Picture reference: http://www.instantshift.com/2010/07/23/make-web-not-war/
Technology is all around us. That’s obvious. Almost everyone owns a cell phone and keeps it close. With a cell phone, the world is at your fingertips. It is a very powerful feeling. You can stay connected to the world from a small device that fits in your pocket. Privacy and dependence on technology is something that I have been hearing about lately, so this assignment is well timed I think that for all that technology is good for it is also bad for. It is like a double edged sword. Technology and the need to stay connected has almost become a basic necessity such as eating and sleeping. As a matter of fact, I know of people who sleep with their cell phones and eat dinner with their phones sitting beside their plates; it is because it is the last thing they use before they sleep and the first thing they look at when they wake up.
Yes, technology has made life ‘easier’, and has helped in many different aspects but at what cost? People have become so dependent on their technological devices that it has replaced human contact. I remember a time where I would memorize my friends phone numbers or programme them into my home phone because if I wanted to get in touch with them I would need to phone them or speak to them in person. Verbal communication has been replaced by texting or tweeting. I know that within my own circle of friends I will very very very rarely talk on my phone tp them. For me, it is just more convenient to text or Facebook someone because I know that they will answer. With a phone call, they may be too busy to answer.
I believe that I have a fairly good balance between my public, private and personal life in relation to social media. My public life is, well public. My private and personal life stays private and I share it with only the people I choose. Online life becomes tricky because the lines between what is public and what is private can be blurred. The online world is technically public. It was created to be able to connect with anyone and everyone. There are privacy settings that can be turned on but skilled specialists can probably find a way through if they really wanted to. Now a days, people place a lot of trust in the internet and give up a lot of private information by using online banking and purchasing items online wit credit cards. I know that these systems were built for convenience, but how private are peoples lives if everything is online? I think that the more technological the world gets the less privacy we will have.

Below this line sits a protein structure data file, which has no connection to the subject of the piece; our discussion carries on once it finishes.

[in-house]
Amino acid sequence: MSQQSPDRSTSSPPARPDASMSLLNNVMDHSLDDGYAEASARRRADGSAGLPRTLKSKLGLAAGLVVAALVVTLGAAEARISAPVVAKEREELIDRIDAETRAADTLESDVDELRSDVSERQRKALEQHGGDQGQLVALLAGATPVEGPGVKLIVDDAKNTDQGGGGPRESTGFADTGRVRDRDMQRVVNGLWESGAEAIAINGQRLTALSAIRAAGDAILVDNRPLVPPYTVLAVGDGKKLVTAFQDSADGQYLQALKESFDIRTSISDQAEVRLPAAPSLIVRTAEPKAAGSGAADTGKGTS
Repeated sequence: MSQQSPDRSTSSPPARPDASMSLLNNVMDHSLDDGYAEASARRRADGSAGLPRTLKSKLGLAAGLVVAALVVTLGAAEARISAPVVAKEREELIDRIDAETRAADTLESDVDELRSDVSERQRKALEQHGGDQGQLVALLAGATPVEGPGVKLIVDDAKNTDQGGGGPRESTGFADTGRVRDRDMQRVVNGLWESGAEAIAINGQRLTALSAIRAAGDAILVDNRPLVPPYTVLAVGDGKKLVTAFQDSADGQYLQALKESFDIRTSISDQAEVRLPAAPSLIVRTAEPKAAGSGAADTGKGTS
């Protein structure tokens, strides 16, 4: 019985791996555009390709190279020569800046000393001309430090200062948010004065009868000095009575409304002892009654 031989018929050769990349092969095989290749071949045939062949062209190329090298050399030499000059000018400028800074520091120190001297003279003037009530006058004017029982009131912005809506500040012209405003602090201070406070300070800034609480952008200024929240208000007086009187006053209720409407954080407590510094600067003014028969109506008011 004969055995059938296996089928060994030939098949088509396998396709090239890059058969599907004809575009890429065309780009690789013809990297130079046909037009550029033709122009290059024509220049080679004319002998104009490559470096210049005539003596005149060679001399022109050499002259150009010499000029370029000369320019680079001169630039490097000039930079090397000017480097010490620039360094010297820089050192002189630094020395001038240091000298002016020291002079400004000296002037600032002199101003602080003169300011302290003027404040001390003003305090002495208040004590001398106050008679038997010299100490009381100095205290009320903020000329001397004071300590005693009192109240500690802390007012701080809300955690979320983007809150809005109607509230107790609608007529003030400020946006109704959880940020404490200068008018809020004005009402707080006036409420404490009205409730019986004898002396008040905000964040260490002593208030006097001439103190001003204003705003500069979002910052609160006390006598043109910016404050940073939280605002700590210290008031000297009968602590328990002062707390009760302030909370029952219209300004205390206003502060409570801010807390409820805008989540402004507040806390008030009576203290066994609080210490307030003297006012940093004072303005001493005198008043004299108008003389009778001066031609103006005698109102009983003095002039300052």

What I believe is most appealing to people about an online life is the fact that you can choose how you can portray yourself and you have the ability to edit-nothing is set in stone. You can choose to be whoever you want to be. An online life also allows us to be connected with everyone but also be alone. Technology is a way for us to have a voice but there are some things in life that I believe technology cannot teach us and we must learn them through trial and error.
Sherry Turkle mentions that there are people that are hopeful that Siri (iphone technology) becomes more advanced so that she will be more like a best friend. I think this scenario speaks volumes to the way that technology influences us and in what aspects we use it. It seems that we have more faith and exepect more from technology than we do from one another. Sherry Turkle said it best during the 2012 TED Talks: “we are designing tech that will give us the illusion of friendship without the demands of companionship” (Turkle, 2012).
Is technology your BFF? It is time to break up and find a new one, preferably of the human variety.
Cyberspace and Identity Sherry Turkle Contemporary Sociology Vol. 28, No. 6 (Nov., 1999), pp. 643-648. http://www.jstor.org.proxy.library.brocku.ca/stable/pdfplus/2655534.pdf?acceptTC=true
Sherry Turkle. The Flight From Conversation. New York Times Sunday Review. April 21, 2012. http://www.nytimes.com/2012/04/22/opinion/sunday/the-flight-from-conversation.html?pagewanted=all
Places we don’t want to go: Sherry Turkle at TED2012. http://blog.ted.com/2012/03/01/places-we-dont-want-to-go-sherry-turkle-at-ted2012/